Wednesday, March 25, 2015

TECHNOLOGY | Breaking out of the dark: microscopic shadow detail

Because the formula in this post does what I said the technique in Automatic, pixel-perfect shadow contrasting does, I had trouble coming up with a way to describe this newer, more advanced, and yet more efficient (by a factor of three, in fact) method for contrasting and sharpening details in shadowy parts of an image, having pumped up the former method so high. It truly is automatic and pixel-perfect, and comparing it to the method described in the aforementioned post is kind of embarrassing, there's just that much difference.

It is so sharp, in fact, that you can see your fingerprints as if you were looking through a magnifying glass:
Filters with microscopic contrasting will be used to find cloaked demons; the contrast between the peaks and valleys of fingerprint ridges is low, as is the contrast between a cloaked demon and its natural surroundingsContrast so sharp that the ridges of your fingerprints can be seen
And, now, it will be available on your iPhone:
A new filter developed for the upcoming iPhone camera demon-finder app creates near-microscopic detail renditions of black regions of an image, allowing for the counting of threads in jeans, while simultaneously highlighting every dirty spot on tile
Let me illustrate: the images below are still frames from video made without the new formula applied (i.e., the original) and then with. In them, I'm wearing a black shirt. In the original, it looks just like that—a black shirt; but, in the formula-enhanced version, you can see the wrinkles, clearly identify all the specs of dust you can't even see with your eyes, and you can count the number of stitches in the collar:
My black shirt looks clean and well-pressed in this unaltered video still frame......but, in the formula-enhanced version, you can see that it's actually dirty and wrinkled
The formula is a standard logistic sigmoid function (or S-curve):

The basics of a sigmoid function, which, when applied to images, sets the black-to-mid-gray value range to mid-gray to white, are explained on WikipediaThe formula entered into my graphing calculator, which allows me to experiment with different values to determine specific per-value effects of applying it to an image

The example above used a technique with brighten dark values with their inverse, and enhances contrast in the brights be darkening them with their inverse. The result is much, much more detail, but loss of realism.

Curve adjustments are made via sliders, which not only change the curve variables, but also the curve overlay on the video preview screenThe latest test build of the iPhone app overlays whatever curve you specify via a given function, and is colored with a black-and-white gradient, which renders in direct proportion to the amount of each level of gray in the curve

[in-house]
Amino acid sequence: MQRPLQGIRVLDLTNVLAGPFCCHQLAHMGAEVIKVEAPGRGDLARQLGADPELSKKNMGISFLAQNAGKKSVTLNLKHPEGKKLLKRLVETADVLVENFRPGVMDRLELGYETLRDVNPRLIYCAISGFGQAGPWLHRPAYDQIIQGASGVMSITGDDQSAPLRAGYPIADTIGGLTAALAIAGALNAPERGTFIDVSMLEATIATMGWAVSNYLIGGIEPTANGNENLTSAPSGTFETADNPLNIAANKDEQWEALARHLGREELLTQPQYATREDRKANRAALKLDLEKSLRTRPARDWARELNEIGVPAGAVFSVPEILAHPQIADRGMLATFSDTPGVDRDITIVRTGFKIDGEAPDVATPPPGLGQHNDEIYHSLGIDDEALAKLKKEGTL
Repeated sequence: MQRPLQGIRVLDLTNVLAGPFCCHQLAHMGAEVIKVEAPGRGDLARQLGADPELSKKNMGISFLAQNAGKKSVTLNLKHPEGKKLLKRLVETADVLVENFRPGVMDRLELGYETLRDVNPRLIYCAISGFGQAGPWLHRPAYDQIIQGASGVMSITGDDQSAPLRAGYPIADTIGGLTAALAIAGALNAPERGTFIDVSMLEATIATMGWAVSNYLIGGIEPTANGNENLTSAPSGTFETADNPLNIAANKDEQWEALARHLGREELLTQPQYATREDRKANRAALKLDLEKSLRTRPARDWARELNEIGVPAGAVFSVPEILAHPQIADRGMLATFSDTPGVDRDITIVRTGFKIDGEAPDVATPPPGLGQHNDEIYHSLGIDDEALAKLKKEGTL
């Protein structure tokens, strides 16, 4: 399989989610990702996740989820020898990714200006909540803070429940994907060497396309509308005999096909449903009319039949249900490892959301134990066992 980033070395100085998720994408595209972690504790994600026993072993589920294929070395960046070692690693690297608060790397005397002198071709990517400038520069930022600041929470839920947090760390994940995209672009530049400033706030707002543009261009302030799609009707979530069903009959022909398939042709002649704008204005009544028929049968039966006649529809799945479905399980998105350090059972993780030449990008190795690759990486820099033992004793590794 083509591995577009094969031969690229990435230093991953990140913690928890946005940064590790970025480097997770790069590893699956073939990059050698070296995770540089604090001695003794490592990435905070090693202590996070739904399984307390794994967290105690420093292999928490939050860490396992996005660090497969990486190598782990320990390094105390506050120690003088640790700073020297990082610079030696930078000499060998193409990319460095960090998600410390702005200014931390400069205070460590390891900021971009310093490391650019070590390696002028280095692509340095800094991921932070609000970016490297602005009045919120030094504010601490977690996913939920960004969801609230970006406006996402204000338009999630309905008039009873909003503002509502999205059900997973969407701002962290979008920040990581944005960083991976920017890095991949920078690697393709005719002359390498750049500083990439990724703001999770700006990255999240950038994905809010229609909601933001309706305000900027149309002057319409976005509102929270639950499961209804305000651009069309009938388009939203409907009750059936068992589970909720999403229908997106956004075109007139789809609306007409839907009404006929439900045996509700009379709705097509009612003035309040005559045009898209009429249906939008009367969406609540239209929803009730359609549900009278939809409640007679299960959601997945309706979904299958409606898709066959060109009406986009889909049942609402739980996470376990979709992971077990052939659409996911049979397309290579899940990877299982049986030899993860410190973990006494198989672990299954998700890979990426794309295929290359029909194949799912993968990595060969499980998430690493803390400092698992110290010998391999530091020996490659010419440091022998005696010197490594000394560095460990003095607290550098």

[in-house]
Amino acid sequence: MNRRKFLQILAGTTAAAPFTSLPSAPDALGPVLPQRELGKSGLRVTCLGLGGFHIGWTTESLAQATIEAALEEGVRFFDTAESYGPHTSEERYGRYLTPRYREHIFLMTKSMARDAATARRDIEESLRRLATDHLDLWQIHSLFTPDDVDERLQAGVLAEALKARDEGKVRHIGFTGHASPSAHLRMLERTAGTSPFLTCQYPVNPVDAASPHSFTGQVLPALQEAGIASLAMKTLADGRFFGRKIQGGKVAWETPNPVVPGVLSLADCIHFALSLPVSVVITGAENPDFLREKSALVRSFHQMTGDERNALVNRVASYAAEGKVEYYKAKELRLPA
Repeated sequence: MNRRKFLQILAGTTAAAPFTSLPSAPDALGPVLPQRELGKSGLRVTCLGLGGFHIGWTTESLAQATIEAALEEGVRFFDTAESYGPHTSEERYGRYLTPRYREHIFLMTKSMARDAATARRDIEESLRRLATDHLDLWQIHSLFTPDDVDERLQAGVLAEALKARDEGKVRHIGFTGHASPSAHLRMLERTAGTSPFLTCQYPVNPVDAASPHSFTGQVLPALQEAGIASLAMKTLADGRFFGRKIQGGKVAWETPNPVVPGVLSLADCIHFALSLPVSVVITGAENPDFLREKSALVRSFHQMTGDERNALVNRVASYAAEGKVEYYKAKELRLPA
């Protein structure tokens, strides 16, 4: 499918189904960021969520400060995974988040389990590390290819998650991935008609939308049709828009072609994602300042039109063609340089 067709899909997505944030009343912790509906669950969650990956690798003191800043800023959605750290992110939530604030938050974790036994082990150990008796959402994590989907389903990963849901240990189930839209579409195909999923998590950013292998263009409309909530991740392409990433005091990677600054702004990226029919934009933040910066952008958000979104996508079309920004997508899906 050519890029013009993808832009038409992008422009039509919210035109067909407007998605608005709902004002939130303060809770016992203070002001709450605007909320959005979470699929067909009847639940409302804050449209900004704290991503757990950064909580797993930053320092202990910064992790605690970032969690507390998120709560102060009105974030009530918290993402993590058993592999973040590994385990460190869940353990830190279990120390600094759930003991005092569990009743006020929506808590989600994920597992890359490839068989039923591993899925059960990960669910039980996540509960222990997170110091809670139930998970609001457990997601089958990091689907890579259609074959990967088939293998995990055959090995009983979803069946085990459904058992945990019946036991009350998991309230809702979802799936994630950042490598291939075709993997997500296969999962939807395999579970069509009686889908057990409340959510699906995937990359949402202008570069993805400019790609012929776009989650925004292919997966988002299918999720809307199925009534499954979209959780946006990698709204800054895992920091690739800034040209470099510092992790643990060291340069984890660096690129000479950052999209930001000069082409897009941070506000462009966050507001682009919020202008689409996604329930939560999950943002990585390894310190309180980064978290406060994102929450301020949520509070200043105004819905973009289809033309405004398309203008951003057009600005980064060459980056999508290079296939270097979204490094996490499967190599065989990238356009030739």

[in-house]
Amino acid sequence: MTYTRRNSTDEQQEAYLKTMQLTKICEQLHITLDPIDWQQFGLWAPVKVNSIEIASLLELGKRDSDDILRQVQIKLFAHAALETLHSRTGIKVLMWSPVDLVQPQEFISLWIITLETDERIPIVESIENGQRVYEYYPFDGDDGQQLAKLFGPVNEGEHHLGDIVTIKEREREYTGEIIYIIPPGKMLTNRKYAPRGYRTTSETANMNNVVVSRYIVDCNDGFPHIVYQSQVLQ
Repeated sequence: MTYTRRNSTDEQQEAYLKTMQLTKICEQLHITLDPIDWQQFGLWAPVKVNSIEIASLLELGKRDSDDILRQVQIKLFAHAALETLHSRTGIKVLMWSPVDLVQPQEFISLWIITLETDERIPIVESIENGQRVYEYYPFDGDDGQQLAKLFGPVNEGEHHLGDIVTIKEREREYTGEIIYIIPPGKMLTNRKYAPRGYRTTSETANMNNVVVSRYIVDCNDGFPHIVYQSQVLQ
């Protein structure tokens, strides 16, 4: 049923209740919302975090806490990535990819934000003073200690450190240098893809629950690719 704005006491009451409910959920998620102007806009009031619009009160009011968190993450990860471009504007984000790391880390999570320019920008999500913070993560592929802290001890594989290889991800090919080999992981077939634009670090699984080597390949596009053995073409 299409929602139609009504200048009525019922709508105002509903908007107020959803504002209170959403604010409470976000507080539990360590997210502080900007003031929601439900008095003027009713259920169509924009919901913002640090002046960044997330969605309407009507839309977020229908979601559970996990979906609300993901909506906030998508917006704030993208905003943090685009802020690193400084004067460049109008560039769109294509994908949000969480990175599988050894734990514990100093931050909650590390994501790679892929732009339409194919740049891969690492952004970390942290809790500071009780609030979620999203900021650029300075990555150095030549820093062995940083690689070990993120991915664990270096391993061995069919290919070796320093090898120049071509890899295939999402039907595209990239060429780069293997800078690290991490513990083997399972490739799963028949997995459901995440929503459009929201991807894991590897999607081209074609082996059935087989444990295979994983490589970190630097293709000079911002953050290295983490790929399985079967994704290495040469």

Here's a more realistic example, then, without inverse contrast-mapping applied:
Another original video still frame

The formula replaces the black-to-mid-gray value range from mid-gray to white; every value that was above mid-gray before the formula was applied is replaced with white (there is no more black in the image)

The values that were in the black-to-mid-gray value range that were subsequently elevated by a factor of two by the formula are then standardized to the black-to-white color range, thereby adding the full spectrum of color (black-to-white) to the shirt (the original values were placed around the altered portion of the image for pseudo-realism)

Applying the formula to live video using Core Image (or OpenGLSL) is easier than the setup required to apply the contrasting technique in the previous post:

This technique produces microscopic detail in dark regions of live video three times faster than the previous technique
As you can see from the code below, this technique does not require processor-intensive image minimum and maximum components values to do its work; it's a one-pass, highly efficient operation.

So what?
Here's what: many of the demons that will be found using the image-processing filters will be very small in size, as well as in the dark. In order to see them, and see them well enough to identify them, this formula is essential.

I have (or had) thousands of images of demons in which the demons were so small and the image so dark, I forwent posting them. Had I this method of processing those images, things might have been different. They certainly will be going forward, and I hope that from the end-users of the product, too.